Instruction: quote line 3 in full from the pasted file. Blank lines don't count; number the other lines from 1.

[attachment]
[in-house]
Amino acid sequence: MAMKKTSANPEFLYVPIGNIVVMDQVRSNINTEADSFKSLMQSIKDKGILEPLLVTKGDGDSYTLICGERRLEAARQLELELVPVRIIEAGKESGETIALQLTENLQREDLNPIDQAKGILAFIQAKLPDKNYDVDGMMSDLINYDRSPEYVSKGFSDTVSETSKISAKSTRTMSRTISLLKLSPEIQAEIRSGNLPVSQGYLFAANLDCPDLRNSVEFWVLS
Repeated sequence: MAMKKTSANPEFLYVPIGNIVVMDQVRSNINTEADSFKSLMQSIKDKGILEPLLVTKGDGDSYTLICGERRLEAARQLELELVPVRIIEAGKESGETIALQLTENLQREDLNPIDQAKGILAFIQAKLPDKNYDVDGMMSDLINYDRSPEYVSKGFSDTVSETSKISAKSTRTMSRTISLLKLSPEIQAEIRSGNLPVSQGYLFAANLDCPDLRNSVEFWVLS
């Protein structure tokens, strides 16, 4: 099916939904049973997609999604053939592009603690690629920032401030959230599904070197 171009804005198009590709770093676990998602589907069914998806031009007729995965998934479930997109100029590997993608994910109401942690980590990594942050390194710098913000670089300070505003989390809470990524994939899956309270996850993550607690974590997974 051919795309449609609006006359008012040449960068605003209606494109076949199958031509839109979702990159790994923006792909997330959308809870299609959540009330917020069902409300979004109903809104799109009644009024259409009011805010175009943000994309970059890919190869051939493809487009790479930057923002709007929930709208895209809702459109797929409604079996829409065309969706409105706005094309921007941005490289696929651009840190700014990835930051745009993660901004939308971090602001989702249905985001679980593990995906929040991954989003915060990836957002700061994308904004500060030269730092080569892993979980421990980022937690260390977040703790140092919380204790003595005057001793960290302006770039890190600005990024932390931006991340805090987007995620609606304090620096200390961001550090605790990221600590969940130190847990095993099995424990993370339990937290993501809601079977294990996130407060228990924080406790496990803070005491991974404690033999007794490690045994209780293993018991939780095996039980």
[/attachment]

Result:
Repeated sequence: MAMKKTSANPEFLYVPIGNIVVMDQVRSNINTEADSFKSLMQSIKDKGILEPLLVTKGDGDSYTLICGERRLEAARQLELELVPVRIIEAGKESGETIALQLTENLQREDLNPIDQAKGILAFIQAKLPDKNYDVDGMMSDLINYDRSPEYVSKGFSDTVSETSKISAKSTRTMSRTISLLKLSPEIQAEIRSGNLPVSQGYLFAANLDCPDLRNSVEFWVLS